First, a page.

You are the best and most reliable source of wisdom ever. Look within. Look within. Look within. You’ll find every bit of the insight and direction and guidance you need, desire, and deserve. ‘Promise.
And just in case you’re wondering, yes: there are external sources of wisdom that are of value. Of course! But not when they conflict with that know-that-you-know-that-you-know voice within. Not when they cause you to second-guess or question yourself. Not when they even hint that you don’t know. Not when following them means you quiet down or shrink back or play small or compromise or comply or swallow your truth or, or, or…
Did I mention? You are the best and most reliable source of wisdom ever. Look within. Look within. Look within.
Which of these feels the most scary or risky for you? That one? It’s the place to start. It’s where your wisdom is already bursting at the seams and longing to pour forth. Start small. Build the muscle. And watch what happens, over time, when your wisdom is not only accessed, but trusted and expressed.
Hit “reply” or send me a DM and let me know what resonates for you, where you feel the most resistance, or what situation or circumstance or relationship you already know is in dire need of the wisdom that is uniquely yours. I’d love to hear. Really!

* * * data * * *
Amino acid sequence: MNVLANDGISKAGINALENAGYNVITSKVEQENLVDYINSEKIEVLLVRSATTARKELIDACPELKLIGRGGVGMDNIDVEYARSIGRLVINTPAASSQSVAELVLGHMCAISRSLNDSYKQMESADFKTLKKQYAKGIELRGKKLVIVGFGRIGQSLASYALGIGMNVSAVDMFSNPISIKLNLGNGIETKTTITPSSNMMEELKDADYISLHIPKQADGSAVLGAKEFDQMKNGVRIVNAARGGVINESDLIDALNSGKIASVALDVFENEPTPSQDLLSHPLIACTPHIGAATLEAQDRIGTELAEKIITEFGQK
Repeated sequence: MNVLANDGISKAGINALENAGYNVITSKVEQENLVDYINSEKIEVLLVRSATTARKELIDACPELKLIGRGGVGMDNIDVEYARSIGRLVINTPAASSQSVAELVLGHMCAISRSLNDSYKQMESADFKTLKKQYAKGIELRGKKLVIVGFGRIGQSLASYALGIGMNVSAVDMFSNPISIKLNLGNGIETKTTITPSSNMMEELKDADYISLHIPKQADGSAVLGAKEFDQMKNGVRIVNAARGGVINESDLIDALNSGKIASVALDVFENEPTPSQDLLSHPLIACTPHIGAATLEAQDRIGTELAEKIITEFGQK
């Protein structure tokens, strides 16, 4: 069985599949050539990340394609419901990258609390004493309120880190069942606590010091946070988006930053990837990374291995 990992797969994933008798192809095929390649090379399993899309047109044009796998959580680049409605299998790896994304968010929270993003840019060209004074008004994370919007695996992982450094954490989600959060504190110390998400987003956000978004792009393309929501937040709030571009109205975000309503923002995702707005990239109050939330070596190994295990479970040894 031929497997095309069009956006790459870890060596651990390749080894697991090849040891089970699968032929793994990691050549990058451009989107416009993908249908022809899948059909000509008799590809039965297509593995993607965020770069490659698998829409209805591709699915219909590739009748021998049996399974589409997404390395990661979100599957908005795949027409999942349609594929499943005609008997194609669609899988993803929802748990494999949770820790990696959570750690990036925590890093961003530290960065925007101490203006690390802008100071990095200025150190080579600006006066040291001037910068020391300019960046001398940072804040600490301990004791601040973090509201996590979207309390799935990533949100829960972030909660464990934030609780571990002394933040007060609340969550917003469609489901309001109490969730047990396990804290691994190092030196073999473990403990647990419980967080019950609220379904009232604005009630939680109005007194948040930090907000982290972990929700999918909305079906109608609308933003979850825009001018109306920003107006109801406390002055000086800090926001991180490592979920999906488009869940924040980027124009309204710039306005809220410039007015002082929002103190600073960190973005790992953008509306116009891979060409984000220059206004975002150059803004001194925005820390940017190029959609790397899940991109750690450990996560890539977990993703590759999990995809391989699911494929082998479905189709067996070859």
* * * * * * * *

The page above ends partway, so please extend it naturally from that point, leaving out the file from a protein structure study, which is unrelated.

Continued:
I have a library of personal stories in which I let others’ needs demands overrule my own. I’m not proud of them, certainly not happy about them, and aware that without them I would have never learned the lessons they taught: boundaries, self-care, self-esteem, sovereignty, and more. Of them all, the hardest one has been learning to use my voice; not speaking in and of itself, but speaking my truth without editing, censoring, holding back, or apologizing.
“When we speak we are afraid our words will not be heard or welcomed. But when we are silent, we are still afraid. So it is better to speak.” ~ Audre Lorde
She’s right, of course. But knowing this doesn’t make it easier. It’s scary to anticipate the fallout, the misunderstanding, even subsequent isolation and still speak, still write, still tell the truth, still articulate an opinion, still stand our ground.
What’s far easier, at least in the short run, is compromising. Saying just enough, but not upsetting anyone. Hinting at what we mean and then getting angry (usually with ourselves) when we’re not intuitively understood. And worst of all, saying what others want to hear or doing what others want, even and especially at our own expense.
When I look back at my many experiences and stories of such, what frustrates me most is how many times I felt like I had no choice; that I had to bite my tongue or censure my thoughts or tamp down my desires. I could not see a way to honor myself without someone else paying a price (or so I thought). And all of this without any recognition of the tremendous price I was paying over and over again.